Reading when I can, Blogging if there's time, Listening on repeat

blog post - my name is leon

Review – My Name Is Leon by Kit de Waal

This version of the eighties isn’t rose tinted nostalgia. My Name is Leon is about a biracial child in care, how he gets there and how he comes to terms with the realities of his life. Tough in places, well observed and a terrific read.

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Review – I Will Not Be Erased by gal-dem

Each story directly or indirectly, references a diary. Knowing you history, remembering your past is key to your present and defining your future. Importance of recording one’s thoughts equates with better knowing oneself

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Review – Hench by Natalie Zina Walschots

Hench, like The Boys, set heroes in a world where they are three dimensional, showing their wants, desires and motivations.
Anna has been at their mercy and didn’t appreciate the experience nor the repercussions. Hench is her journey on fighting backing using modern methods including data mining and social media to take them down.
Hench is engaging, entertaining and a really fun read

Loving a book to death, or when you used to!

I loved Mills and Boon as a tween/teen and avidly consumed this sub genre of romance novels on a frequent basis. So much so that they were battered beyond recognition. Now I look at that time and think, why don’t I read that genre as much now. Why are some of my old favourites out of favour?

Word of the Day Book Banner

Words, Words, so many delightful words

Who isn’t fascinated by words?
If you’re ambivalent about it then this post if for you. Hopefully my enthusiasm will rub off and you will find one or two that you like.

A brief introduction to why I like words so much and which ones are taking my fancy. Hint – the more obscure the better!

Review – The Memory Police by Yōko Ogawa

There are many things to like about The Memory Police, the narrative structure, the well drawn characters and world building. Another aspect that I can’t let go unsaid was the delicate way information was revealed. I didn’t realise just how chaotic the island was until I (the reader) was invested in the story and found myself, like the islanders equally wounded by this calamitous place. But its thought provoking insight into the power and relevance of memory is what lingers and will not be easily forgotten.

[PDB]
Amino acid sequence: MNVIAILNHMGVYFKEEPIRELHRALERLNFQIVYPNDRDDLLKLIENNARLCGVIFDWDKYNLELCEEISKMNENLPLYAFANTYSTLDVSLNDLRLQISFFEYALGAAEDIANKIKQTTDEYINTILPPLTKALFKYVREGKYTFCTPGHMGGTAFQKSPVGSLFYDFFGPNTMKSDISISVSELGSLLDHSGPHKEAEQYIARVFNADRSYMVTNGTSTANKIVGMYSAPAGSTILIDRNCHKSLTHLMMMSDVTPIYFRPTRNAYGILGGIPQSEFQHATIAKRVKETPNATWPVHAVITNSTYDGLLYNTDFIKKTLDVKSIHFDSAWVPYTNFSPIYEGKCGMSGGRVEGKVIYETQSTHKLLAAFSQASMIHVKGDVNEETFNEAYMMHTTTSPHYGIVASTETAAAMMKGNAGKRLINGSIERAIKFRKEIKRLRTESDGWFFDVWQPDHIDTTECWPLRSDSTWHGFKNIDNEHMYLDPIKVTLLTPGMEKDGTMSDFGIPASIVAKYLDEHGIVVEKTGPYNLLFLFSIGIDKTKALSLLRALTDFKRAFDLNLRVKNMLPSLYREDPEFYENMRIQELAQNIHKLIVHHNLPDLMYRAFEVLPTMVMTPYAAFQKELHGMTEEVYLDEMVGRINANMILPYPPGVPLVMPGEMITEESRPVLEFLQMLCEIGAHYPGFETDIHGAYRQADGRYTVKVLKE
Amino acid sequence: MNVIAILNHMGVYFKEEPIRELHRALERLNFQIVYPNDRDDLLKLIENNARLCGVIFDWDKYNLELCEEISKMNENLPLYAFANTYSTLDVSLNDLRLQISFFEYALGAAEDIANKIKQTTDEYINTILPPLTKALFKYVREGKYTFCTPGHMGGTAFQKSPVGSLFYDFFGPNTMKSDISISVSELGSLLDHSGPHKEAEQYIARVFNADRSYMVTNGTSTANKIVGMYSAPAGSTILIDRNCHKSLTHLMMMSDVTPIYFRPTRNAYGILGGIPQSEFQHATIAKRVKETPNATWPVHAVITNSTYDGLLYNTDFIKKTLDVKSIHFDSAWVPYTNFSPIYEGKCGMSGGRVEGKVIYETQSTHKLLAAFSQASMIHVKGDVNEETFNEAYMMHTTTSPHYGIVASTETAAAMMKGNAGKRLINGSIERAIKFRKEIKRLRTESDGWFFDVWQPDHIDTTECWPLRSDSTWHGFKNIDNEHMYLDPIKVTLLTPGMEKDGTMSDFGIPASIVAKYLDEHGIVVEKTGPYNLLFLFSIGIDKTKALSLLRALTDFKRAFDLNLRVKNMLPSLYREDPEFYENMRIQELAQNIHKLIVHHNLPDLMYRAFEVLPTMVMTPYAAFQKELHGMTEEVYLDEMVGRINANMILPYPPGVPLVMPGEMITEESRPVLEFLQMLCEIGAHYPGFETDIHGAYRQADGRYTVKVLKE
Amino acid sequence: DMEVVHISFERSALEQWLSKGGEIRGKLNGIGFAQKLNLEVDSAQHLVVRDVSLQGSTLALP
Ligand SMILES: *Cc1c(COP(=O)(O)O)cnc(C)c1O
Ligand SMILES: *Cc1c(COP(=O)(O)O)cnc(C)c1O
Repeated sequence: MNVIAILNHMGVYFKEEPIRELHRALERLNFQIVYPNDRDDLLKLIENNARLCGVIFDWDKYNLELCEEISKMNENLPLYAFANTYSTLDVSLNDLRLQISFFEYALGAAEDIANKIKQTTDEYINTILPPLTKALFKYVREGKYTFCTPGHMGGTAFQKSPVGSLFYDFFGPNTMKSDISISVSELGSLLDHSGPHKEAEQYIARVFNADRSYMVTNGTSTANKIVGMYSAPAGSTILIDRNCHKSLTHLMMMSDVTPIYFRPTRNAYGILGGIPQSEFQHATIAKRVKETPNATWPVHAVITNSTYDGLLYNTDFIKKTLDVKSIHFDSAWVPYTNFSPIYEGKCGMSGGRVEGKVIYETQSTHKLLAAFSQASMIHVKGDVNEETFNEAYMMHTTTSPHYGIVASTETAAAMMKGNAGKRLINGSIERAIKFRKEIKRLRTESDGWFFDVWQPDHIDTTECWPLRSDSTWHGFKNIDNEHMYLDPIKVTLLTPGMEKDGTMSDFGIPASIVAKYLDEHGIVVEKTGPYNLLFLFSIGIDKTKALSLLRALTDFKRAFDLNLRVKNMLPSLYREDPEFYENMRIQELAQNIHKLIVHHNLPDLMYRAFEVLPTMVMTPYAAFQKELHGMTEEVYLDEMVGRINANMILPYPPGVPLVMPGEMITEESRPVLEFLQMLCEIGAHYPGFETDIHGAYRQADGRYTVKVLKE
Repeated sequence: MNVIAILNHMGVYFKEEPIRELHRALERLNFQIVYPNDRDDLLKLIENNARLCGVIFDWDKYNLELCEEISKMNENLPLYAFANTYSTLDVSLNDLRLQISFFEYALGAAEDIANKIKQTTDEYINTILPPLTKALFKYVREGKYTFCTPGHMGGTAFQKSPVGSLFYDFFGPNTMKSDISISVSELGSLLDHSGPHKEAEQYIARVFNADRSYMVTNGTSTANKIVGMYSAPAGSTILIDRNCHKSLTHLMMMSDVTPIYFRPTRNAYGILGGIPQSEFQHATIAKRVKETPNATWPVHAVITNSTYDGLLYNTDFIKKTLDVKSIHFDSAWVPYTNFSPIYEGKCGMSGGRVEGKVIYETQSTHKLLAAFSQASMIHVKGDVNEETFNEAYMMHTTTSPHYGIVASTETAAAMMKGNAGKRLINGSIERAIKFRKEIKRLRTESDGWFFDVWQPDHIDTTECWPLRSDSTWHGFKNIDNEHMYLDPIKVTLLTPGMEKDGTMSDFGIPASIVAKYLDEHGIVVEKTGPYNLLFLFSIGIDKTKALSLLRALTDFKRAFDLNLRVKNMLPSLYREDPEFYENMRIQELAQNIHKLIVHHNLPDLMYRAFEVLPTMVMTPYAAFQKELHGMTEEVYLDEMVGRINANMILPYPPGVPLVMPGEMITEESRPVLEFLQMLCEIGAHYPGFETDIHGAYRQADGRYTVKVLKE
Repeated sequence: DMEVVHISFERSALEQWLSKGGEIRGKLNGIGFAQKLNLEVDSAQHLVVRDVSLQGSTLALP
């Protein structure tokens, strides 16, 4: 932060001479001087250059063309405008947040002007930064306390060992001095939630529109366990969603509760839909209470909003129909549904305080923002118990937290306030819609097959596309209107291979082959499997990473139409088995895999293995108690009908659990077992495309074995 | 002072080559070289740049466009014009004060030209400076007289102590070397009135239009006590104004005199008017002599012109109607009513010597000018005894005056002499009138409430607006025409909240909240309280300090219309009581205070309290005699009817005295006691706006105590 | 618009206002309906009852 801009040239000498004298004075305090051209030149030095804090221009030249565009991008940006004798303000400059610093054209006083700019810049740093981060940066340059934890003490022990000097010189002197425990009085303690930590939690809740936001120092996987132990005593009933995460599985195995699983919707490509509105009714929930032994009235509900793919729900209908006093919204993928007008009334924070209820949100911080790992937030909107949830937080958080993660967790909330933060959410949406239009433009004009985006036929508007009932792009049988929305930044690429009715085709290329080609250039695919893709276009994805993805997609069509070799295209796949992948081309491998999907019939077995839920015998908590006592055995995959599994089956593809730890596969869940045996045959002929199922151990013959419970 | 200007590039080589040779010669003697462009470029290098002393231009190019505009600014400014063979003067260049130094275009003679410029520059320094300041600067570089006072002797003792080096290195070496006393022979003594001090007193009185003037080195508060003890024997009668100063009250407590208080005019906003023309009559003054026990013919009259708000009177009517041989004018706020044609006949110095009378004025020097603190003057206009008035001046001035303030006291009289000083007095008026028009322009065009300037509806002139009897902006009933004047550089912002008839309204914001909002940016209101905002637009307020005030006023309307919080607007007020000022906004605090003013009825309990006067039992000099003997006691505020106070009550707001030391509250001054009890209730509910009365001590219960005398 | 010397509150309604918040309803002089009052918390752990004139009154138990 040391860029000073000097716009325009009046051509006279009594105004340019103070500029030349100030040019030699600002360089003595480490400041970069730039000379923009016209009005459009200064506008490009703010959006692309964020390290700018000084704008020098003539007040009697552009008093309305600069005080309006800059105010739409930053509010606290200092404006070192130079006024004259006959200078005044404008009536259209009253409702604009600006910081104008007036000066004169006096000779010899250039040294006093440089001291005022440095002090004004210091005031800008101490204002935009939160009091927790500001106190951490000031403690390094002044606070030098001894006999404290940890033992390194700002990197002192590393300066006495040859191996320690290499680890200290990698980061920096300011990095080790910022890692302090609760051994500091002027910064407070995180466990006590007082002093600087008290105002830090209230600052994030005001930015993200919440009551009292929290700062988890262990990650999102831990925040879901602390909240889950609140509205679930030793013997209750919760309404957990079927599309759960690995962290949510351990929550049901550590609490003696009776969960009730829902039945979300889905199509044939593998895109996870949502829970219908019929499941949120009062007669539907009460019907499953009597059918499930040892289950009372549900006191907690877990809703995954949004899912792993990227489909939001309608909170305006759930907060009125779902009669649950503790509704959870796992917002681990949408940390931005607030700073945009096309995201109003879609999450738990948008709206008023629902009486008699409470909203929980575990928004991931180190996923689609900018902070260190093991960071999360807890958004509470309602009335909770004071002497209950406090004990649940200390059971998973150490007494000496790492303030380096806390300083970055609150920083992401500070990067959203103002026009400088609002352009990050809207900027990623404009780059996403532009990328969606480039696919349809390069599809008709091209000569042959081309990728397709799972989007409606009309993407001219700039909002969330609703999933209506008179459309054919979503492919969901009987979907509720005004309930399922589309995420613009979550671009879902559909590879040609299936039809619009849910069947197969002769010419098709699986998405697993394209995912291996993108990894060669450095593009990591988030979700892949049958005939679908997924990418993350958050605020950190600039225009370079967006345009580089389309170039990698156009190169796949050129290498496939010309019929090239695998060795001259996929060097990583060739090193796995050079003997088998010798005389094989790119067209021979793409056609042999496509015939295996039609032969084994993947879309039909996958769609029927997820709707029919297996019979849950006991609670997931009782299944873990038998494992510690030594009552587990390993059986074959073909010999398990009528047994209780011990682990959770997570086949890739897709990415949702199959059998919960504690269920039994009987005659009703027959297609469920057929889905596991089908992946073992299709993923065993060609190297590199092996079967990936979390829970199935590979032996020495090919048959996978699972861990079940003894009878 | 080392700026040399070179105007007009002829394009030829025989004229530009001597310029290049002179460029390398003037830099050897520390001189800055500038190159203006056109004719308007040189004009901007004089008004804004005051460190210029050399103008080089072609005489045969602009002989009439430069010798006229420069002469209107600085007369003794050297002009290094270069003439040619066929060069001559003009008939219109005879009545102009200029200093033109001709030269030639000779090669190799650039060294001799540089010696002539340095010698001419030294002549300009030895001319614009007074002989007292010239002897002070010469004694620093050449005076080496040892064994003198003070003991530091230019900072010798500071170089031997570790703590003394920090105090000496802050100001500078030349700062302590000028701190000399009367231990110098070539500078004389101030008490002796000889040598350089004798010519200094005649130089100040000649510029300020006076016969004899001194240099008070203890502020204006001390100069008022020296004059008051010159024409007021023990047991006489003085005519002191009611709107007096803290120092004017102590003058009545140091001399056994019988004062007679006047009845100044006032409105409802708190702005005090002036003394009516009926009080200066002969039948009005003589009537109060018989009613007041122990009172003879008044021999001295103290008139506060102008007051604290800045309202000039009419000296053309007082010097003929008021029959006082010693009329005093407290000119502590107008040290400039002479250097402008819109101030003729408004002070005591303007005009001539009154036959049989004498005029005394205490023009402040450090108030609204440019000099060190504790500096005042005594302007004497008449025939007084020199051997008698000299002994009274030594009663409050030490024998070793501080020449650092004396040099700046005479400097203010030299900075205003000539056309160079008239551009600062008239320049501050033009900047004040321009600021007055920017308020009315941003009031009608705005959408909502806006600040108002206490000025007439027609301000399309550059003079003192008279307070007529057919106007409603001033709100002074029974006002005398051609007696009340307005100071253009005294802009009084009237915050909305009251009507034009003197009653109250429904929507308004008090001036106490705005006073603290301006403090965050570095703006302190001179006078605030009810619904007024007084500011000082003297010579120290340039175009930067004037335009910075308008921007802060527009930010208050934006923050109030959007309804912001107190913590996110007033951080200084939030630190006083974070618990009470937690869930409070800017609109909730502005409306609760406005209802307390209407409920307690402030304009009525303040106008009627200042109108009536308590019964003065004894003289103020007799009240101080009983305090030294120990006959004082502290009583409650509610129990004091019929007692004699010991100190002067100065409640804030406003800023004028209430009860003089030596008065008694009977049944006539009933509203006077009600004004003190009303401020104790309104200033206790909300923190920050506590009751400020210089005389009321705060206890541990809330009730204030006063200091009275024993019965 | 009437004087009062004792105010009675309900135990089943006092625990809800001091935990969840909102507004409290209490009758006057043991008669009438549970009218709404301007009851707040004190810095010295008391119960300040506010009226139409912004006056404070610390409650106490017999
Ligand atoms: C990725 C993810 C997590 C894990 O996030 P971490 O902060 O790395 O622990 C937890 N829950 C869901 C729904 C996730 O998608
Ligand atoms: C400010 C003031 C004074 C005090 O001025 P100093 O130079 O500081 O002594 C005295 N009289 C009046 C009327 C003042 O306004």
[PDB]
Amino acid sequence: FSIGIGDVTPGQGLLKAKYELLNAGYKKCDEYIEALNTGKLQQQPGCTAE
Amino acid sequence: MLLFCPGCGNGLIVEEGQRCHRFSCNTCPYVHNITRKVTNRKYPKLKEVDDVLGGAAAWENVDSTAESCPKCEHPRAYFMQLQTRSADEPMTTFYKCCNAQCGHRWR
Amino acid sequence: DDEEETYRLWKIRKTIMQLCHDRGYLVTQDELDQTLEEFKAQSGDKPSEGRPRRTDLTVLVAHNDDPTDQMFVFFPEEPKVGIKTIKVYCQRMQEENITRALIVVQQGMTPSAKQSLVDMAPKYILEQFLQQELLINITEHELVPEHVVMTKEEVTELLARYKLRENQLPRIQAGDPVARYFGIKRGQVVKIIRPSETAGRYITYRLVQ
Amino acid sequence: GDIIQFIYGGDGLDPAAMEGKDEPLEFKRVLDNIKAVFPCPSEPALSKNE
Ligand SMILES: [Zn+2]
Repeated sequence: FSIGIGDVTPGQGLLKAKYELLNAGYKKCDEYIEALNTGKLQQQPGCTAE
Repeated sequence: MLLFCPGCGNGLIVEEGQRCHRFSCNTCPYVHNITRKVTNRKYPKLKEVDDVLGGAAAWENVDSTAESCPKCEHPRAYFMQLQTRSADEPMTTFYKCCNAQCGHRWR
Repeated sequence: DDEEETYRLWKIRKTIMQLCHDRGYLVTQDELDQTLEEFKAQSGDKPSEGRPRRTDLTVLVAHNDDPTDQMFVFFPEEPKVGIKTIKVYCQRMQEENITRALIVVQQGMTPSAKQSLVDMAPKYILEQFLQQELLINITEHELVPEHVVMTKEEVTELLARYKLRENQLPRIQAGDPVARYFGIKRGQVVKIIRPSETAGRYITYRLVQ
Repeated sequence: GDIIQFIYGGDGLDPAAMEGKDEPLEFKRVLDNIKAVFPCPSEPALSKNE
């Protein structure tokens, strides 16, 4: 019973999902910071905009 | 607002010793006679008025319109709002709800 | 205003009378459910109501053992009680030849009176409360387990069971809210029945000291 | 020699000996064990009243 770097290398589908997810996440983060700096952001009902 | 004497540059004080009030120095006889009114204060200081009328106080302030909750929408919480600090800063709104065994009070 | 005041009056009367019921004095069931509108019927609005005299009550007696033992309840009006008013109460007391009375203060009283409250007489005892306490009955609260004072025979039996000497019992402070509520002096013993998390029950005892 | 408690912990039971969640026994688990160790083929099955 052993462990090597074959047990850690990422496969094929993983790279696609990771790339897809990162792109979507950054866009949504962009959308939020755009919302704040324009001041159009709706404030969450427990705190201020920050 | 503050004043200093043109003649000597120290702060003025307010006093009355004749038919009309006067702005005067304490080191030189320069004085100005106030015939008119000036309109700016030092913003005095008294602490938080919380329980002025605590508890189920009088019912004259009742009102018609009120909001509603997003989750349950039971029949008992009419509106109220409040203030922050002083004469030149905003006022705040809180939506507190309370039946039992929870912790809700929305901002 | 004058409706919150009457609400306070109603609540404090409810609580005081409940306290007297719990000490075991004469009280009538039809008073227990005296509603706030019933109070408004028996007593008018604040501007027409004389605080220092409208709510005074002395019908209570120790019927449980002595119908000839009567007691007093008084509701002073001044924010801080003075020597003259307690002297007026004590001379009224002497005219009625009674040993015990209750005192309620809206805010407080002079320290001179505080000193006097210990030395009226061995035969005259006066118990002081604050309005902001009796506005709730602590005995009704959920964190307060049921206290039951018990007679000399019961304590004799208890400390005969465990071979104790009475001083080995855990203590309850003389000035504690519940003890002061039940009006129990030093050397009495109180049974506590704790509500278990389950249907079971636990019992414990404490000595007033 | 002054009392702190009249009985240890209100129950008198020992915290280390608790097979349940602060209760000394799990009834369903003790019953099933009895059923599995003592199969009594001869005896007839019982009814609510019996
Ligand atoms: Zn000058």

Book Review - Cabal by Clive Barker

Review – Cabal by Clive Barker

Clive Barker takes a straightforward plot layers it with intent, infuses it with wonder and leaves you absorbed in a world that horrifies yet ultimately delights. This is his gift as a storyteller. If you haven’t already, get to know, Cabal one of his classic horror novels.

Welcome 2021

Living life dangerously, once again I make plans for the year ahead. Take a peek at what they are to see if I’ve incorporated lessons learnt from the pandemic blues of 2020?

2020 Wrap Up

Did I meet my reading goal for 2020? What did I watch during the pandemic? Read on to find the answers to this and more including the winners of the annual book awards

Catch Up: The Pause

When you notice you’re in a reading slump, what do you do? In my case, I navigated my way through by listening to music and other distraction tactics. Read on to find out how well that worked.

Review – The Silver Metal Lover by Tanith Lee

The Silver Metal Lover is a love story about finding yourself and the person that compliments, brings out the best in you. Their relationship is beautifully developed within the constraint of a future world beset with environmental issues and discontent, So even though it breaks my heart every time I read it, there is such joy and hope in this sublime sci fi tale that I can’t help but love it.

Review – Station Eleven by Emily St. John Mandel

“Hell is the absence of the people you long for”. Station Eleven shows us a world crippled by a virus and the survivors who remain in the aftermath. This is a perceptive and astute retelling of humanity struggle to come to terms with this loss and the future they have to create. A tremendous book. May’s Book of the Month.

Review – Hyenas by Michael Sellars

This zombie tale delivers an interesting premise on the genre with plenty of danger, thrills and gore. It invites us to question what makes us human. You will be fascinated as I was to know more about the assertion. Scary but thoughtful read.

Monthly Preview – May 2020

May looks good to go. I have a few ARCs scheduled and a couple in particular that I’m looking forward to, Michelle Obama’s biography to listen to before I see the Netflix special and catching up on anything I should have read.

No-Mod by Derek Porterfield 

No-Mod takes place in a techno-religious city, where the marginalised include those without biomedical modification. Addie’s search for answers takes her on the run revealing more about this autocratic world than she had envisaged. Riveting YA read with little details that make it a pleasure to read. I am looking forward to the sequel.

Review – Corporate Gunslinger: A Novel by Doug Engstrom

Corporate Gunslinger seems so very timely about the power of corporations and overwhelming debt. Insurance companies already use small print to deny claims, thus it’s no stretch to imagine the possibility that they would eventually utilise skilled killers to ensure they don’t have to pay out. In no way does it seem strange that gunfighting is part of the American legal system.